Document Type


Degree Name

Master of Arts (MA)




Faculty of Science

First Advisor

Michael Pratt

Advisor Role

Thesis Supervisor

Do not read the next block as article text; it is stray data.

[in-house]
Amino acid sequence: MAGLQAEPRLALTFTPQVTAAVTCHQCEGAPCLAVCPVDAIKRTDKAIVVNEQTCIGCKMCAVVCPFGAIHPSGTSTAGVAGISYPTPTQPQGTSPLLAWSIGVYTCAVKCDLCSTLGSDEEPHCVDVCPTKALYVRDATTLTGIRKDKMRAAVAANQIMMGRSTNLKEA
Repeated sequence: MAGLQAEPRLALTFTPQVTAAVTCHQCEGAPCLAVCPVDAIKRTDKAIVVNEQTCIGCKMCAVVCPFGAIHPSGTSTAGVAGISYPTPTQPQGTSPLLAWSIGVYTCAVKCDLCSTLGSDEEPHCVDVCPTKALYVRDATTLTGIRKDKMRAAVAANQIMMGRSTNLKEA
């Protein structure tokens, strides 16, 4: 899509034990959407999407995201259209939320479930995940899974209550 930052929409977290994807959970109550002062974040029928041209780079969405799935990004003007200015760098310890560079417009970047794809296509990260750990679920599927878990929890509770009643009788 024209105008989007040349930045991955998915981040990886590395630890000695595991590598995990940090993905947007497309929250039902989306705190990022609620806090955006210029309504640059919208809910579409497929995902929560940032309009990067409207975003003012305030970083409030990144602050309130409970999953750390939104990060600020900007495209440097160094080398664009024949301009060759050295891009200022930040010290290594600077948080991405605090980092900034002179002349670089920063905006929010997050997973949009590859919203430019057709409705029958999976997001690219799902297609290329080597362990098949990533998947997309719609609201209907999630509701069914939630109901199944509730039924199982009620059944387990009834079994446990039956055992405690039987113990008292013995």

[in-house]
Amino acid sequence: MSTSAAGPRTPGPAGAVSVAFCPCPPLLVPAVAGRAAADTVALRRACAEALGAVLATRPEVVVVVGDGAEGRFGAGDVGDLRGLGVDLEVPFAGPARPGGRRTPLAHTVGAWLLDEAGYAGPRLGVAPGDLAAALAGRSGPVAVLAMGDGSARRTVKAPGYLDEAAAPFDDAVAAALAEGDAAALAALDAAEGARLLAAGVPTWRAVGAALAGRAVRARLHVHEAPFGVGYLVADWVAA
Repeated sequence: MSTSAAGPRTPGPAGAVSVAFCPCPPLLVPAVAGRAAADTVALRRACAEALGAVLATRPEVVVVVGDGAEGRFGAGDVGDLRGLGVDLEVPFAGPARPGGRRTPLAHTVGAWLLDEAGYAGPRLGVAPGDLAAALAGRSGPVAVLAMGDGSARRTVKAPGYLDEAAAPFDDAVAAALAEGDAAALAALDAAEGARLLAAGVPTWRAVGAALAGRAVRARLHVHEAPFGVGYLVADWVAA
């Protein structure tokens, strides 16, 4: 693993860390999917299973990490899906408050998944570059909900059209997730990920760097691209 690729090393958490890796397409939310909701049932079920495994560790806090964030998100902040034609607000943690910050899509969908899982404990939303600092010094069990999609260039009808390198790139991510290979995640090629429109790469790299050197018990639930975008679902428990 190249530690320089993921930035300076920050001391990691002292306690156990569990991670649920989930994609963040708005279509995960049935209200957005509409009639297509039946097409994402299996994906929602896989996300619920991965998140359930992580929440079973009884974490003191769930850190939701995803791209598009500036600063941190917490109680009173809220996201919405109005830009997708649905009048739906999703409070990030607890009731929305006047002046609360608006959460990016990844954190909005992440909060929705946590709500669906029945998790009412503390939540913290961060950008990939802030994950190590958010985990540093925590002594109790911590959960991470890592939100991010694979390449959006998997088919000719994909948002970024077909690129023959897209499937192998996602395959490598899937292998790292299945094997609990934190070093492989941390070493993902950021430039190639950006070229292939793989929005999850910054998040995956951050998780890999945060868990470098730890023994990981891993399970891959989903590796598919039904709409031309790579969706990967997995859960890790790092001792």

The distribution and dissemination of power within a school may play as much of a role in the classroom environment as the curriculum itself (Cox, 1988). The present study investigated teachers’ perceptions of their own classroom support, control and involvement with students. Predictor variables included demographic factors, personality, attitudes toward authority and perceptions of ideals for principal leadership. Level of burnout was included as an important variable connected with various background variables and outcome measures of teachers’ reports of support, control, and involvement. Of particular interest was the level of authoritarianism, conceptualized as involving high control, low support and low involvement of teachers to students (Lewin, Lippitt, & White, 1939) and principals to teachers (Porter & Lemon, 1988). Surveys were collected from 46 male and female teachers of grades 5 to 8, across 16 schools. The survey included a page requesting demographic information, the Right-wing Authoritarianism Scale of Altemeyer (1982), a scale measuring real and ideal perceptions of principal leadership, the Moos Classroom Environment Scale (adapted for teachers), and the Maslach Burnout Inventory. It was found that teachers who reported high levels of burnout indicated that the discrepancy between their real and ideal principal was high, with the real principal not being supportive or involved enough. A further investigation into predictors of burnout showed that gender and years of grade 7-8 teaching experience also played some role in prediction, with both men, and teachers with more grade 7 and 8 teaching experience, reporting themselves to be more burned out. Gender and discrepancy between a real and ideal principal were key predictors of support in the classroom. Women reported themselves as being more supportive to students than do men, and those reporting their principal as being sufficiently supportive also reported themselves as being very supportive in the classroom. However, there were few significant correlations between ideals for a principal, or reports of actual principal behavior, and the three dimensions of the classroom environment scale: support, control, and involvement. There was also little relation between the measure of the authoritarian personality style and the various other measures of this study. The authoritarian personality scale may have been an inappropriate measure for detecting attitudes toward authority in the elementary school context. It thus seems that neither actual, nor desired supportive behavior from principals is as important for understanding teachers’ experiences in the school system as teachers’ perceptions of the discrepancy between the two. Also, the findings for gender suggest that there may possibly be differences in the ways in which women and men experience both the classroom and the employment situation in elementary schools.

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